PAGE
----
Georgia Senate Blocks Tax Bill Benefitting Delta Airlines

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February 26, 2018

The Georgia Senate on Monday blocked, at least temporarily, the passage of a bill that would have benefited Delta Air Lines, Inc. after the company cut ties with the National Rifle Association.

The Atlanta-based company has been steering legislation through the Georgia General Assembly that exempts jet fuel from the state's sales tax. The company hit a snag, however, after announcing Saturday that it was ending a partnership under which the airline provided discounted fairs to NRA members traveling to the organization's annual meeting. Following the company's announcement, a growing number of Senate Republicans have moved to strip the provision out of a broader tax-cut bill that has already passed the state House.

Lt. Gov. Casey Cagle said he wasn't supporting the legislation "unless the company changes its position and fully reinstates its relationship with the NRA," the Atlanta Journal-Constitution reports.

The company was facing public pressure to end its relationship with the NRA in the wake of the high school shooting in Parkland, Florida. Delta is one of several companies, including Enterprise Rent-A-Car, First National Bank of Omaha, and MetLife, Inc. that have relented and cut ties with the organization.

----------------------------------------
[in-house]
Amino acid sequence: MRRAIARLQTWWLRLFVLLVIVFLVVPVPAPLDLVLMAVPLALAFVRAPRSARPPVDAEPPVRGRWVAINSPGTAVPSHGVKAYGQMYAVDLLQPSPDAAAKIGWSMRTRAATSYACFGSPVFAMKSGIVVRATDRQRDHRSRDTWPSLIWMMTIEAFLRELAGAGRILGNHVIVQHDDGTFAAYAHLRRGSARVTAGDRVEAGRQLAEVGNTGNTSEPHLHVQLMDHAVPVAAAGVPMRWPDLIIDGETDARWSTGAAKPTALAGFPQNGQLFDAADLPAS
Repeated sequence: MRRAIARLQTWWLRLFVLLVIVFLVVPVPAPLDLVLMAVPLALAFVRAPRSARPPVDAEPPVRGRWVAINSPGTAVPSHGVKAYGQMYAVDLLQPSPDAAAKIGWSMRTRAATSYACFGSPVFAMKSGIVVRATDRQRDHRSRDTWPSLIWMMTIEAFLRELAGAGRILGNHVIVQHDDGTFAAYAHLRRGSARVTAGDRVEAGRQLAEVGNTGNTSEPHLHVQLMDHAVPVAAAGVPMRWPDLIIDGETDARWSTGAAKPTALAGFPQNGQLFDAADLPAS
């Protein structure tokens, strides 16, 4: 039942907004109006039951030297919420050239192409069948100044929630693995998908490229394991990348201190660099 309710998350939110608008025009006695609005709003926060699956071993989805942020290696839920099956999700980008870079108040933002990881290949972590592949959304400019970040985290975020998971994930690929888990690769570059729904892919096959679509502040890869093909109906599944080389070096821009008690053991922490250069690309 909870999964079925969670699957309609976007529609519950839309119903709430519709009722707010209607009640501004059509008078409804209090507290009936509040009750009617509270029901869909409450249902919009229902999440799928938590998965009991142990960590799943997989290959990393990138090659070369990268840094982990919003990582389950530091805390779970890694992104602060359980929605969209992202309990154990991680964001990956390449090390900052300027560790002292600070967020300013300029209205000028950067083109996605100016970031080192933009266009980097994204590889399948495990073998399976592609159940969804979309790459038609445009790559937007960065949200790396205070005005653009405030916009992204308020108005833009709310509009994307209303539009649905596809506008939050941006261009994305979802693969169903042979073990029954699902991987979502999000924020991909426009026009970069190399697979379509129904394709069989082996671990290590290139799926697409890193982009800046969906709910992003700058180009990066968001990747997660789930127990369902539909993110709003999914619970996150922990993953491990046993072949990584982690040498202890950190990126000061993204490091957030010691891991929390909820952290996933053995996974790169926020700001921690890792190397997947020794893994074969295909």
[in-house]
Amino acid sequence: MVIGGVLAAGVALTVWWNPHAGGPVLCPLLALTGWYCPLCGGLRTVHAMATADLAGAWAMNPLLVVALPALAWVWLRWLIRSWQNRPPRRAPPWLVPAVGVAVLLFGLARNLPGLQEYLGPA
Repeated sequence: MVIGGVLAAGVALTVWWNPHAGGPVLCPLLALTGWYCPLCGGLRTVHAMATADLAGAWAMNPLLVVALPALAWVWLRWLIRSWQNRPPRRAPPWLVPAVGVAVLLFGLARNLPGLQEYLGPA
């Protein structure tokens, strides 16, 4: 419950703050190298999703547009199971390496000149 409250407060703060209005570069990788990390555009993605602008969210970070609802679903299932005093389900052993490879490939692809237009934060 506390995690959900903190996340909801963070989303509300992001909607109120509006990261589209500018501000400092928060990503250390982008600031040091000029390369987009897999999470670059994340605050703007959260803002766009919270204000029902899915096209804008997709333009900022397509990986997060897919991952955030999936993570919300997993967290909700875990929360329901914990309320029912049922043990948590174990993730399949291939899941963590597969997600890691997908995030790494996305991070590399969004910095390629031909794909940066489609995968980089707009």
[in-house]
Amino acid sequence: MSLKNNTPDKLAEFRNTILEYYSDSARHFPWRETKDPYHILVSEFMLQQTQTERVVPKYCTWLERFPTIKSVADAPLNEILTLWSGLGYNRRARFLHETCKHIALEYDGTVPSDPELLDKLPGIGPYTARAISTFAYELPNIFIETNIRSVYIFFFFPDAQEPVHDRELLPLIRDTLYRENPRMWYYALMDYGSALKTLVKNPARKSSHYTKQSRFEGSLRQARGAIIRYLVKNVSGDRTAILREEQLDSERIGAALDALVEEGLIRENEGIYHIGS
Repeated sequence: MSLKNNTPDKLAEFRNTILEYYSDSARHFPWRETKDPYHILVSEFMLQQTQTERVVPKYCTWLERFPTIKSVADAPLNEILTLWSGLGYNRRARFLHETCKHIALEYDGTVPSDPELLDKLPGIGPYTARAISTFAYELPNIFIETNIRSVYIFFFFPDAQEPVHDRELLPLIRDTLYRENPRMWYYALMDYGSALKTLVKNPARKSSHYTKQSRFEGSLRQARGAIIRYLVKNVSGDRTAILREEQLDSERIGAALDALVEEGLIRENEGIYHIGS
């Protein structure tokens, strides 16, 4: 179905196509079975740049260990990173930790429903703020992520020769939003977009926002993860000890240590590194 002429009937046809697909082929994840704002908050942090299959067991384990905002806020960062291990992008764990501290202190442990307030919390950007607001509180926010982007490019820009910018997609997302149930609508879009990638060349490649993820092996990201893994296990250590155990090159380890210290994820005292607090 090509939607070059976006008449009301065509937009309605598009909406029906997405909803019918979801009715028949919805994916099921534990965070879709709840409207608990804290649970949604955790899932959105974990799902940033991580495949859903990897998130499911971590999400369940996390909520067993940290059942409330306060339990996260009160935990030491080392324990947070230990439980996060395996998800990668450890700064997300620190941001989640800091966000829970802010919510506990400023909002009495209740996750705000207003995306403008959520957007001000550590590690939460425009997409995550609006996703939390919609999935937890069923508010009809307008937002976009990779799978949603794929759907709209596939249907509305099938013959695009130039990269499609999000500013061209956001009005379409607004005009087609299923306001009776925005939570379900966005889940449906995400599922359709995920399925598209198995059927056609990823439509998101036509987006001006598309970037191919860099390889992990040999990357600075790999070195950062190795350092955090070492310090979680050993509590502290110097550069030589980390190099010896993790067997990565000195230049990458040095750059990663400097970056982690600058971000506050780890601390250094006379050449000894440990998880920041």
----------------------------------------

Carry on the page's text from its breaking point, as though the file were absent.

In response to Delta's decision, however, Republican lawmakers began tweeting over the weekend about their desire to take the provision out of the bill, culminating in Monday's decision to block the bill.

Former Georgia state Senator Rick Jeffares, a Republican candidate for Lt. Governor, was one of the first to rebuke Delta, noting the irony in the organization's willingness to abandon "hard-earned dollars" from NRA members while asking for a $40 million tax break from Georgia taxpayers.

"If Delta is so flush that they don't need NRA members hard-earned dollars, they can certainly do without the $40 million tax break they are asking GA taxpayers for," Jeffares wrote.

Delta defended its decision in a statement released on Saturday. The company said that it "supported the Second Amendment" and that its decision "reflects the airline's neutral status in the current national debate over gun control amid recent school shootings." The company also pointed to the fact that it had withdrawn its sponsorship of a "Julius Caesar" production that depicted the assassination of President Donald Trump.

Published under: Georgia , NRA , Taxes